By Annette Espinoza
The Denver Post
Posted: 04/27/2010 04:07:09 PM MDT
Updated: 04/27/2010 04:55:46 PM MDT
Five people were arrested today by Boulder Police officers and Boulder County sheriff's deputies during a protest at the Valmont Industries Inc. coal plant at 1800 63rd St.
The five joined about 20 protestors from the Rocky Mountain Peace and Justice Center who gathered around 12:55 p.m. to protest against use of coal at the plant by Xcel Energy. Officials said they did not know whether the five were associated with the Peace and Justice Center.
The environmental activists climbed atop a large coal pile in front of the plant, put up two mock wind turbines and a large banner that read: "RENEWABLES NOW."
The protestors stood atop the coal pile for nearly two hours before authorities arrived, organizers said in a press release.
"Boulder is ready to move forward with 100 percent renewable electricity. If Xcel is not willing to partner with the city to make this happen, then Boulder officials and citizens need to take our energy future into our own hands," said protestor Tom Weis. …
Wednesday, April 28, 2010
From The Legend of Pine Ridge:
I wrote to the Norfolk Constabulary to ask them about about their investigation into the theft of the e-mails from the University of East Anglia's Climatic Research Unit (CRU). This scandal precipitated the so-called "Climategate" scandal.
Here is what they felt they could say:
Please find below our latest statement regarding the UEA investigation.
Detective Superintendent Julian Gregory who is leading the investigation said:
“This is a complex investigation and as a consequence will take some time to conclude. …”
Okay, so this is hardly news: it's been apparent for quite some time that coal and oil companies have been funding an ongoing campaign to confuse the public about climate science. Nothing revolutionary there; who would be surprised that fossil fuel industries are protecting their interests? What's surprising is how depressingly effective they've been. Which is why it's encouraging to see a smart, science-savvy public figure like James Cameron -- who also just happened to make the biggest grossing movie in history -- recognizing the travesty perpetrated on the American public.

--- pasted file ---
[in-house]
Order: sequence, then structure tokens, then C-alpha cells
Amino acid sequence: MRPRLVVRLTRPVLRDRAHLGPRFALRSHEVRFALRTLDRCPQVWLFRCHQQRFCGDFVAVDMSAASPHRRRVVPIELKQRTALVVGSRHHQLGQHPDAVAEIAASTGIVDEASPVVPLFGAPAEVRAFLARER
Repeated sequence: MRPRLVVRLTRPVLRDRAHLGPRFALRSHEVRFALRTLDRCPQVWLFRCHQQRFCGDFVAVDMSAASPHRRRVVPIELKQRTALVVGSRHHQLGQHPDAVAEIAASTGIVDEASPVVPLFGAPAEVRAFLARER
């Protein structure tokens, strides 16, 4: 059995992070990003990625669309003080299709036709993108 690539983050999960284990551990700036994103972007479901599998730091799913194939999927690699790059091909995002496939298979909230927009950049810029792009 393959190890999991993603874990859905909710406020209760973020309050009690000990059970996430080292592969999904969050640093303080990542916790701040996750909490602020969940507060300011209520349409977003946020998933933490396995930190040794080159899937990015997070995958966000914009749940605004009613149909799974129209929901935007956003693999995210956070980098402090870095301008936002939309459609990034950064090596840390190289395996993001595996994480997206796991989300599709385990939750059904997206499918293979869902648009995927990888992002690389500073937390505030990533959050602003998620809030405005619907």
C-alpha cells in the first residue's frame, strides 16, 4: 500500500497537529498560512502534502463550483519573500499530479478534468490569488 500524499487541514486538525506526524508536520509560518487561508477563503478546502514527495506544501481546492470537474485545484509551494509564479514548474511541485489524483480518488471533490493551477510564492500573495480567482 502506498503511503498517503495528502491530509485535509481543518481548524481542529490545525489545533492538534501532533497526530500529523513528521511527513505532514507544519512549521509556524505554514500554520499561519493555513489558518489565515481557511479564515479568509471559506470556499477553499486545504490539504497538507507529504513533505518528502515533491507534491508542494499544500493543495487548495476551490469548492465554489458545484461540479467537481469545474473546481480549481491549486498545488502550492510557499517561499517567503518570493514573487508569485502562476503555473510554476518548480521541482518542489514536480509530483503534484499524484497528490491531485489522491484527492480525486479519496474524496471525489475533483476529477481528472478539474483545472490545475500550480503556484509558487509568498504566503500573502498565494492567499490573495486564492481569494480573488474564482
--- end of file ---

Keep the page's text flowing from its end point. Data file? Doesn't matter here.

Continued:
Cameron is appearing on a CNN International special that's airing this Thursday, called The Special Debate for Earth's Frontiers: The Future of Energy. The debate, which also featured Mohamed Nasheed, the president of the Maldives, and Changhua Wu, the Greater China Director of the Climate Group , and others, saw Cameron enter the fray, no-holds barred.
He dropped a couple astute truth-bombs, like this one:What I see in the U.S is the oil and coal lobbies spending massive amounts of money on a disinformation campaign that is used to discredit science and steer public opinion away from any sense of social responsibility about climate change.What he sees in the US is the same thing we all see, if we're willing to follow the money…
Cameron also commented on the need to price carbon, and the damage our too-low gas prices are doing…
Tuesday, April 27, 2010
By Rhett Butler
Deep in the most remote jungles of South America, Amazon Indians are using GPS units, Android handheld devices, Google Earth and other technologies to protect their fast-dwindling home through “cultural mapping.” Tribes in Suriname, Brazil and Colombia are combining their traditional knowledge of the rainforest with western technology to conserve forests and maintain ties to their history and cultural traditions, which include profound knowledge of the forest ecosystem and medicinal plants. …
Monday, April 26, 2010
“So powerful it will be able to image directly rocky planets beyond our Solar System.”
By Jonathan Amos
Science correspondent, BBC News
Europe has chosen the place it wants to build the biggest telescope the world.
The observatory will be constructed on Cerro Armazones, a 3,000m-high mountain in Chile's Atacama Desert.
The E-ELT (European Extremely Large Telescope) will have a primary mirror 42m in diameter - about five times the width of today's best telescopes.
Astronomers say the next-generation observatory will be so powerful it will be able to image directly rocky planets beyond our Solar System.
It should also be able to provide major insights into the nature of black holes, galaxy formation, the mysterious "dark matter" that pervades the Universe, and the even more mysterious "dark energy" which appears to be pushing the cosmos apart at an accelerating rate.
Final go-ahead for the E-ELT is expected at the end of this year.
The European Southern Observatory (ESO) organisation which is managing the project says it hopes the telescope can be operational by 2018.
The estimated cost is in the region of a billion euros. …
Nudges gone wrong: A program designed to reduce energy consumption persuaded some Republicans to consume more
By Ray Fisman
Posted Friday, April 23, 2010, at 10:01 AM ET